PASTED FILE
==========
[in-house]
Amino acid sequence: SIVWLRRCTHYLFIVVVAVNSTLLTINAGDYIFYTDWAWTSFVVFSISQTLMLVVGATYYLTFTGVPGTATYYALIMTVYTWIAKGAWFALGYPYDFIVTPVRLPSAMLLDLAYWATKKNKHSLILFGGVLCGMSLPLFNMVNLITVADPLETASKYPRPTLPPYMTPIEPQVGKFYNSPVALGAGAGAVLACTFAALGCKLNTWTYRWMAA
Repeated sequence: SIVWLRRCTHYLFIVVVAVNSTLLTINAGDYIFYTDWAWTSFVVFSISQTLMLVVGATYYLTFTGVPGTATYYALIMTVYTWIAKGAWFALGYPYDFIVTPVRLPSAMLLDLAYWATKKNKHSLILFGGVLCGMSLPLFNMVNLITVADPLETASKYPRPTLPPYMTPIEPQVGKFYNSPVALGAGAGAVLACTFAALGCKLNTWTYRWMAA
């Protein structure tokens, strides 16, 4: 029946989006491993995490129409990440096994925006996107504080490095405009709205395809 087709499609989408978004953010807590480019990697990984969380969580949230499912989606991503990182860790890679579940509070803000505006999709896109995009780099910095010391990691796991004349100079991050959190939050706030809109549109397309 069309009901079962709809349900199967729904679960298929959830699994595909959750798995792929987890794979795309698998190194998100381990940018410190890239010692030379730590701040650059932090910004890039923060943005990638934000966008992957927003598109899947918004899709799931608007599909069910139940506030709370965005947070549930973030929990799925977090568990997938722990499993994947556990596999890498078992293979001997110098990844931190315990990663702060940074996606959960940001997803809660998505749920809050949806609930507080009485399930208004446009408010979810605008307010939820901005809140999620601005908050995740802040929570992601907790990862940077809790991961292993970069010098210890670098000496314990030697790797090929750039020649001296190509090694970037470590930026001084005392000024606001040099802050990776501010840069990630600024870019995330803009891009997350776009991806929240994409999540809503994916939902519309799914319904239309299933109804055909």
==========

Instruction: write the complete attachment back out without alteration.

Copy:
[in-house]
Amino acid sequence: SIVWLRRCTHYLFIVVVAVNSTLLTINAGDYIFYTDWAWTSFVVFSISQTLMLVVGATYYLTFTGVPGTATYYALIMTVYTWIAKGAWFALGYPYDFIVTPVRLPSAMLLDLAYWATKKNKHSLILFGGVLCGMSLPLFNMVNLITVADPLETASKYPRPTLPPYMTPIEPQVGKFYNSPVALGAGAGAVLACTFAALGCKLNTWTYRWMAA
Repeated sequence: SIVWLRRCTHYLFIVVVAVNSTLLTINAGDYIFYTDWAWTSFVVFSISQTLMLVVGATYYLTFTGVPGTATYYALIMTVYTWIAKGAWFALGYPYDFIVTPVRLPSAMLLDLAYWATKKNKHSLILFGGVLCGMSLPLFNMVNLITVADPLETASKYPRPTLPPYMTPIEPQVGKFYNSPVALGAGAGAVLACTFAALGCKLNTWTYRWMAA
């Protein structure tokens, strides 16, 4: 029946989006491993995490129409990440096994925006996107504080490095405009709205395809 087709499609989408978004953010807590480019990697990984969380969580949230499912989606991503990182860790890679579940509070803000505006999709896109995009780099910095010391990691796991004349100079991050959190939050706030809109549109397309 069309009901079962709809349900199967729904679960298929959830699994595909959750798995792929987890794979795309698998190194998100381990940018410190890239010692030379730590701040650059932090910004890039923060943005990638934000966008992957927003598109899947918004899709799931608007599909069910139940506030709370965005947070549930973030929990799925977090568990997938722990499993994947556990596999890498078992293979001997110098990844931190315990990663702060940074996606959960940001997803809660998505749920809050949806609930507080009485399930208004446009408010979810605008307010939820901005809140999620601005908050995740802040929570992601907790990862940077809790991961292993970069010098210890670098000496314990030697790797090929750039020649001296190509090694970037470590930026001084005392000024606001040099802050990776501010840069990630600024870019995330803009891009997350776009991806929240994409999540809503994916939902519309799914319904239309299933109804055909």